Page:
High Crosses: Icons of Ireland
You see them all over Ireland, often in the most picturesque rural surroundings, standing alone like sentries, high Celtic crosses with faded stories carved into every inch of space. They are extraordinary -- mournful and unforgettable -- but when they were created, they served a useful purpose: They were books, of sorts, in the days when books were rare and precious. Think of the carvings, which inevitably explain the stories of the Bible, as illustrations acting sort of like cartoons explaining the Bible to the uneducated population. When they were created, the crosses were probably brightly painted as well, but the paint has long been lost to the wind and rain.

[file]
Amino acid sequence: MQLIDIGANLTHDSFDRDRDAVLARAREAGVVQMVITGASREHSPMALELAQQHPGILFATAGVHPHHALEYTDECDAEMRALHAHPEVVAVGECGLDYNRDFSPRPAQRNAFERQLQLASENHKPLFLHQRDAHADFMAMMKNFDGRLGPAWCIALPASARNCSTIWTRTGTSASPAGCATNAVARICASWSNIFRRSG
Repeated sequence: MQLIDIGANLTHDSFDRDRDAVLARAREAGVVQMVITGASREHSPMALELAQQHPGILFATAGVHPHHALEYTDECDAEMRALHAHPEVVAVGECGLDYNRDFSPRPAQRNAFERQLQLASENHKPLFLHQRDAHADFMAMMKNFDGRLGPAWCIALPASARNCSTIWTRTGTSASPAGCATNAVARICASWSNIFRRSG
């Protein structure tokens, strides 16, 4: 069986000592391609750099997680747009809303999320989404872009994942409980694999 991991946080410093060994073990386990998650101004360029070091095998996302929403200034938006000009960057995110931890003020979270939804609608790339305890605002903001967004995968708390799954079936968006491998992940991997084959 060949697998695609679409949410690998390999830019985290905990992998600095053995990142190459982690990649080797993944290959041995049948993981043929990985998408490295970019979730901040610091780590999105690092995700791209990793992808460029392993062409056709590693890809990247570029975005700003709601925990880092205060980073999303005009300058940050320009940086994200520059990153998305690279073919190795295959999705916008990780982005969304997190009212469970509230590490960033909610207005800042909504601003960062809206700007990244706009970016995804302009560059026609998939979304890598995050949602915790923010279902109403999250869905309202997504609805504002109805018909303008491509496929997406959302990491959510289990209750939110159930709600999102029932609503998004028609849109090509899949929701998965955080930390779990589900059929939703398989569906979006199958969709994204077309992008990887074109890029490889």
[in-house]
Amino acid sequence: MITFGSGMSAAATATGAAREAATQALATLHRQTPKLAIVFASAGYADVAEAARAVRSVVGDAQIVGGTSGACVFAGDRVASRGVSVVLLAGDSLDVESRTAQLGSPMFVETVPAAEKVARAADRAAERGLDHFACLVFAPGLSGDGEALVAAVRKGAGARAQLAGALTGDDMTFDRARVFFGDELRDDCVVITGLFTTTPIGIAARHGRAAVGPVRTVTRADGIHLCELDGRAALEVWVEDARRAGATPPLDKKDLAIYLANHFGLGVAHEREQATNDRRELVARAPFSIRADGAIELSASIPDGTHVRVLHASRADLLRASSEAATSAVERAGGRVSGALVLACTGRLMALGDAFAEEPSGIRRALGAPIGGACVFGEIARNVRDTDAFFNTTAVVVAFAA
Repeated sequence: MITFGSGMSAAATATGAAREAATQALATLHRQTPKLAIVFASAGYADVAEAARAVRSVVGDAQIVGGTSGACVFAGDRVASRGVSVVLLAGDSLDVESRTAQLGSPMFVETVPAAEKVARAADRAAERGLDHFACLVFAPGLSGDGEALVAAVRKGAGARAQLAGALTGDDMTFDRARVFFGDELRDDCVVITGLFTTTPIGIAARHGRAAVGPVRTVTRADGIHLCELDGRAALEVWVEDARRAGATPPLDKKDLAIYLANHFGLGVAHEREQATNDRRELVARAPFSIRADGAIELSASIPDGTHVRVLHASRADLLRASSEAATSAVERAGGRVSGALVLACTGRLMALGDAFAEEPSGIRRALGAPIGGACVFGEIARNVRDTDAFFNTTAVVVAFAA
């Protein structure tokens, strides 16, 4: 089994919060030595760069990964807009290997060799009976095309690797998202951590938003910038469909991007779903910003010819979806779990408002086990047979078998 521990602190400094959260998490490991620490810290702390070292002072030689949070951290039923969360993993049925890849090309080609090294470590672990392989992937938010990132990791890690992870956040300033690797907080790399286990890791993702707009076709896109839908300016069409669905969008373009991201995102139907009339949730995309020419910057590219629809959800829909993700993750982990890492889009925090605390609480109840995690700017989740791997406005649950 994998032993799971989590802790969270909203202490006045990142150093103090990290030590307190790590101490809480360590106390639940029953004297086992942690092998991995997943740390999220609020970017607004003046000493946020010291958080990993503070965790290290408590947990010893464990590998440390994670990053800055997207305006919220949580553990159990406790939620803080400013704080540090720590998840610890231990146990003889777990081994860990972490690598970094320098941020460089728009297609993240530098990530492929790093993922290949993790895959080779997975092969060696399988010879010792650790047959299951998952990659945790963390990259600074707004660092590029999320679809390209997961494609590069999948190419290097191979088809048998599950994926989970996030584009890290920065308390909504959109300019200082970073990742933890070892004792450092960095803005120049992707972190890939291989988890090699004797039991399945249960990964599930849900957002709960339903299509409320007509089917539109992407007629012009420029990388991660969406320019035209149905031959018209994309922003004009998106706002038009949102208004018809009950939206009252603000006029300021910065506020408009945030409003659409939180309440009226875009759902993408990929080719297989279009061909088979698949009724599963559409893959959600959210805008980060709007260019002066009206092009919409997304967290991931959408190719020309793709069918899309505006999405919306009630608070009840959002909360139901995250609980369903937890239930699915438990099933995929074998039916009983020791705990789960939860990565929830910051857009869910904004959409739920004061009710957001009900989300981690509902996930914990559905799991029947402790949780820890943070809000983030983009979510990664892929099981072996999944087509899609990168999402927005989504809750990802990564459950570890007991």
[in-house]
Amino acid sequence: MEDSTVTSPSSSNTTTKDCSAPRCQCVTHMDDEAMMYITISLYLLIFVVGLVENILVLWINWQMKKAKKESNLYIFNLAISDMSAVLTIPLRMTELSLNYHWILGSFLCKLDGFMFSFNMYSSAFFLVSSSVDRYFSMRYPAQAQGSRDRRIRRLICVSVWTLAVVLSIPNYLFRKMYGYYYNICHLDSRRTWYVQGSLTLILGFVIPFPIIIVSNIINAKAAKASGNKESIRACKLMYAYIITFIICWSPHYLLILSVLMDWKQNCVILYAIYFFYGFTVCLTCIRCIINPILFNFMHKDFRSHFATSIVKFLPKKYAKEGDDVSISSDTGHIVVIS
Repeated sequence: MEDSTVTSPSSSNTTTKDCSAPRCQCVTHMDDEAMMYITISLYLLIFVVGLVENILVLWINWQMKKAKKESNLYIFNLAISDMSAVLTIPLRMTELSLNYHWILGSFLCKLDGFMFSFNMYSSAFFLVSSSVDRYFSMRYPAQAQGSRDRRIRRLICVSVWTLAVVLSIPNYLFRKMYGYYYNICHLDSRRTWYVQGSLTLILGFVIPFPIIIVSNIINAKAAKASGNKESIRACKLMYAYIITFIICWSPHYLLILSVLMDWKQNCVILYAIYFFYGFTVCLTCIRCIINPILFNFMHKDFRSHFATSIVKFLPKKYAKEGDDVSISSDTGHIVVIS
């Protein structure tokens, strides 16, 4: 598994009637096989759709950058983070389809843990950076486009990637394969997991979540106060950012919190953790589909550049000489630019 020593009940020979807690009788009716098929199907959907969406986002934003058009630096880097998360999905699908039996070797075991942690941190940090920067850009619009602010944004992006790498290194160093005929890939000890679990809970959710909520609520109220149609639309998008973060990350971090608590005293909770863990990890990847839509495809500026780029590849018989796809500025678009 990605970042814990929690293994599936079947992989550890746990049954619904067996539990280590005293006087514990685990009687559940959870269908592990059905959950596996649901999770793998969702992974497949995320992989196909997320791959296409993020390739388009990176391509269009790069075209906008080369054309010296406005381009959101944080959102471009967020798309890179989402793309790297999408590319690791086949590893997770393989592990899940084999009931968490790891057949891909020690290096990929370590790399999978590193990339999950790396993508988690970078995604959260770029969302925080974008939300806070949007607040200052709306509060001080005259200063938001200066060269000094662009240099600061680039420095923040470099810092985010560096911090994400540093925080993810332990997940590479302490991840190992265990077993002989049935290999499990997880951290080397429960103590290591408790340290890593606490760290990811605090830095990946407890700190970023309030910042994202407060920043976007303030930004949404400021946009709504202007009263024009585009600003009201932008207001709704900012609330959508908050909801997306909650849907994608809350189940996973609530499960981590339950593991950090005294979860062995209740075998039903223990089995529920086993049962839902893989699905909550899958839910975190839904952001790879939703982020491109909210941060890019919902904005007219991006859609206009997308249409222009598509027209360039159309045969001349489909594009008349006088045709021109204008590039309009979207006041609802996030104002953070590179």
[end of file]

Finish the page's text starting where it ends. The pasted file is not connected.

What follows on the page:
The Muiredach Cross at Monasterboice has carvings telling, from the bottom up, the stories of Adam and Eve, Cain and Abel, David and Goliath, and Moses, as well as the wise men bringing gifts to the baby Jesus. At the center of the old cross, the carving is thought to be of Revelation, while, at the top, St. Paul stands alone in the desert. The western side of the cross tells the stories of the New Testament, with, from the top down, a figure praying, the Crucifixion, St. Peter, Doubting Thomas, and, below that, Jesus' arrest. On the base of the cross is an inscription of the sort found often carved on stones in ancient Irish monasteries. It reads in Gaelic, "A prayer for Muiredach for whom the cross was made." Muiredach was the abbot at Monasterboice until 922, so the cross was probably made as a memorial shortly after his death.
Another excellent example of a carved high cross is to be found at the monastery of Clonmacnoise near Shannonbridge.
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